There are brilliant stylistic decisions that add resonance to the movie’s value system. Payne’s thoughtful direction keeps the movie’s pace on target for two solid and amusing hours, only stopping long enough to catch sight of important details before moving on to more of the same without interruption to the flow. The decision to shoot the picture in black and white is, ironically, wise more than effective; though the look of the film is wonderful, the absence of color comes across as a metaphor that Payne seems to be using to emphasize Woody’s faltering mental clarity. As an added benefit, none of the camera shots are more ambitious than they really need to be, and the cinematography by Phedon Papamichael (a frequent collaborator on Payne’s movies) is leisurely and yet brilliantly focused. There are no less than a dozen still shots in “Nebraska” that are striking beyond measure, and they reaffirm that there is, indeed, a forgotten power in the use of black and white in the film industry.
All of this is woven into a story that is as straightforward and pure as they come, though eventually it does come around to asking one probing question: what exactly does poor old Woody hope to do with that sweepstakes money he is so determined to collect? His response is a very simple one: “I want a new truck.” Later, when grilled further about the true nature of his chase, there is a powerful admission that breaks down a decisive wall between he and his son, and the result is an honest moment for a man that, despite his mistakes, wanted nothing more than to provide security for the family he loved so dearly. The tragedy of age, some would say, is that the victories of the past are lost on those they directly affected; children can be forgetful, even ungrateful, and our elders frequently leave this world without ever being revered for their contributions to a series of young lives. This is a man whose life has been hard and unforgiving, but at the last critical moment of acknowledgment his endeavors are finally seen in the eyes of his enlightened child, who finds the courage – and the selflessness – to give old Woody one last moment of pure joy before dementia consumes him. Sometimes, in that paralyzing fog of old age, all one needs is a friend before a relative.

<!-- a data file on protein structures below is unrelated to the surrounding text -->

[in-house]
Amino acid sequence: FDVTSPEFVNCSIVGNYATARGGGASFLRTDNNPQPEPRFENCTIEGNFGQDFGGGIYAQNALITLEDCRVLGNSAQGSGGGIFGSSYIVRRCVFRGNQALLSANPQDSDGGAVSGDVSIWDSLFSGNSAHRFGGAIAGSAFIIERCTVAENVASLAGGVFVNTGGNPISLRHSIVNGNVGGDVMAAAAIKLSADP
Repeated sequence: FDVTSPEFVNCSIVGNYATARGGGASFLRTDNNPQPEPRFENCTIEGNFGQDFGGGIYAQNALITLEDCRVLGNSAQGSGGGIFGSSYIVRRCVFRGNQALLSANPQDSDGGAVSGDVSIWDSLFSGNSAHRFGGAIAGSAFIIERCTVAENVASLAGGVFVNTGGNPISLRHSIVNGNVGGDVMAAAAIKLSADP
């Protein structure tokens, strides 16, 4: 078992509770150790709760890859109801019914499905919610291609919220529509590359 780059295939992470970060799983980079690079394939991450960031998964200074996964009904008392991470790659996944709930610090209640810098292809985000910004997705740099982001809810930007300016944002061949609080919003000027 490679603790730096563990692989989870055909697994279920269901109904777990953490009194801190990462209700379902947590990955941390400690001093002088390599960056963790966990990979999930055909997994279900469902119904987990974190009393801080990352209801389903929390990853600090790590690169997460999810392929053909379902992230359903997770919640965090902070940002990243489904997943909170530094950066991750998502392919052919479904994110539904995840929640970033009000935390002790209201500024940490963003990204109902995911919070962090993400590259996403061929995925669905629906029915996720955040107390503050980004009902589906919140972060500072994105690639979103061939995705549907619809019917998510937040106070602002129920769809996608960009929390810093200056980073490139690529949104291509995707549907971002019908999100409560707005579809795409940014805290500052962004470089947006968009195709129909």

Written by DAVID KEYES
Drama (US); 2013; Rated R for some language; Running Time: 115 Minutes
Bruce Dern: Woody Grant
Will Forte: David Grant
June Squibb: Kate Grant
Bob Odenkirk: Ross Grant
Stacy Keach: Ed Pedgram
Produced by Albert Berger, Doug Mankoff, George Parra, Neil Tabatznik, Julie M. Thompson and Ron Yerxa; Directed by Alexander Payne; Written by Bob Nelson